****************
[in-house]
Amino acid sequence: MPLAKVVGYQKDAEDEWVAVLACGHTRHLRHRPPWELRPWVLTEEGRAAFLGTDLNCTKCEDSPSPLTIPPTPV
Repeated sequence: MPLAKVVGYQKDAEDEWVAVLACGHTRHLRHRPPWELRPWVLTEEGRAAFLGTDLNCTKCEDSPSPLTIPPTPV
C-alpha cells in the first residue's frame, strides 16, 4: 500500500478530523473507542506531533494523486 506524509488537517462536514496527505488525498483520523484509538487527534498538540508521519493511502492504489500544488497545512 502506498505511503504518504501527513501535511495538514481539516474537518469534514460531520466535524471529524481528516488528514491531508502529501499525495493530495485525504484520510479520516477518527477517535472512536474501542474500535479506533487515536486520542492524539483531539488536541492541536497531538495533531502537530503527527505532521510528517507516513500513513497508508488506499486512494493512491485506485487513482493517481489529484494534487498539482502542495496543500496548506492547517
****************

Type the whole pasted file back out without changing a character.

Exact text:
[in-house]
Amino acid sequence: MPLAKVVGYQKDAEDEWVAVLACGHTRHLRHRPPWELRPWVLTEEGRAAFLGTDLNCTKCEDSPSPLTIPPTPV
Repeated sequence: MPLAKVVGYQKDAEDEWVAVLACGHTRHLRHRPPWELRPWVLTEEGRAAFLGTDLNCTKCEDSPSPLTIPPTPV
C-alpha cells in the first residue's frame, strides 16, 4: 500500500478530523473507542506531533494523486 506524509488537517462536514496527505488525498483520523484509538487527534498538540508521519493511502492504489500544488497545512 502506498505511503504518504501527513501535511495538514481539516474537518469534514460531520466535524471529524481528516488528514491531508502529501499525495493530495485525504484520510479520516477518527477517535472512536474501542474500535479506533487515536486520542492524539483531539488536541492541536497531538495533531502537530503527527505532521510528517507516513500513513497508508488506499486512494493512491485506485487513482493517481489529484494534487498539482502542495496543500496548506492547517